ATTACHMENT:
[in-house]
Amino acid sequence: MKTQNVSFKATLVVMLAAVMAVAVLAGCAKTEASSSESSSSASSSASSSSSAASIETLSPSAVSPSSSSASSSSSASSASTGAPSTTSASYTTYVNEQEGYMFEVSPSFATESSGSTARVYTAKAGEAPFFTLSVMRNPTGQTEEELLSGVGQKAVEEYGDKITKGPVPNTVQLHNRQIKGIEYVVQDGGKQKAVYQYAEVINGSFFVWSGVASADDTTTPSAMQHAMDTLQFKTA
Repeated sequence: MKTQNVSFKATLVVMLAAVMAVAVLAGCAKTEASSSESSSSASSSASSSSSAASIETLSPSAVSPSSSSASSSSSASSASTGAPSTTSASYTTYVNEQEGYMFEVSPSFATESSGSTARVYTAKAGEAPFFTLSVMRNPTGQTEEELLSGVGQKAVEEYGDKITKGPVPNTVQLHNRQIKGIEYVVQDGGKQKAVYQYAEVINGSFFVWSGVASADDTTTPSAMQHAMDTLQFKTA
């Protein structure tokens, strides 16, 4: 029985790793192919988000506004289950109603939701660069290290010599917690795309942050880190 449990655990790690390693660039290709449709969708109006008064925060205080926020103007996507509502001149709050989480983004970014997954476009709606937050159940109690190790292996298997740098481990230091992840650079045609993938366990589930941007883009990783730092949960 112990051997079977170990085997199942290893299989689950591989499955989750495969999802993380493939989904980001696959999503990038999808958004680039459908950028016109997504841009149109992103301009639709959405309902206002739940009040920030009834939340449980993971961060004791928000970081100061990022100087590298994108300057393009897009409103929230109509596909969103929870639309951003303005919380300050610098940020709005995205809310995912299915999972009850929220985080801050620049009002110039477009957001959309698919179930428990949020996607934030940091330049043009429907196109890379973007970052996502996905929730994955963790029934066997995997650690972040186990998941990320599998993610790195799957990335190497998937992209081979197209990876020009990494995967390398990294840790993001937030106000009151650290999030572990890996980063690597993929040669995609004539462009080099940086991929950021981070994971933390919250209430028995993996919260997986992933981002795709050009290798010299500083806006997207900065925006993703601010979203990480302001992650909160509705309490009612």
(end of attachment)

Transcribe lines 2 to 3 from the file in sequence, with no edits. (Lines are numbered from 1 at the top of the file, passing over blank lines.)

Amino acid sequence: MKTQNVSFKATLVVMLAAVMAVAVLAGCAKTEASSSESSSSASSSASSSSSAASIETLSPSAVSPSSSSASSSSSASSASTGAPSTTSASYTTYVNEQEGYMFEVSPSFATESSGSTARVYTAKAGEAPFFTLSVMRNPTGQTEEELLSGVGQKAVEEYGDKITKGPVPNTVQLHNRQIKGIEYVVQDGGKQKAVYQYAEVINGSFFVWSGVASADDTTTPSAMQHAMDTLQFKTA
Repeated sequence: MKTQNVSFKATLVVMLAAVMAVAVLAGCAKTEASSSESSSSASSSASSSSSAASIETLSPSAVSPSSSSASSSSSASSASTGAPSTTSASYTTYVNEQEGYMFEVSPSFATESSGSTARVYTAKAGEAPFFTLSVMRNPTGQTEEELLSGVGQKAVEEYGDKITKGPVPNTVQLHNRQIKGIEYVVQDGGKQKAVYQYAEVINGSFFVWSGVASADDTTTPSAMQHAMDTLQFKTA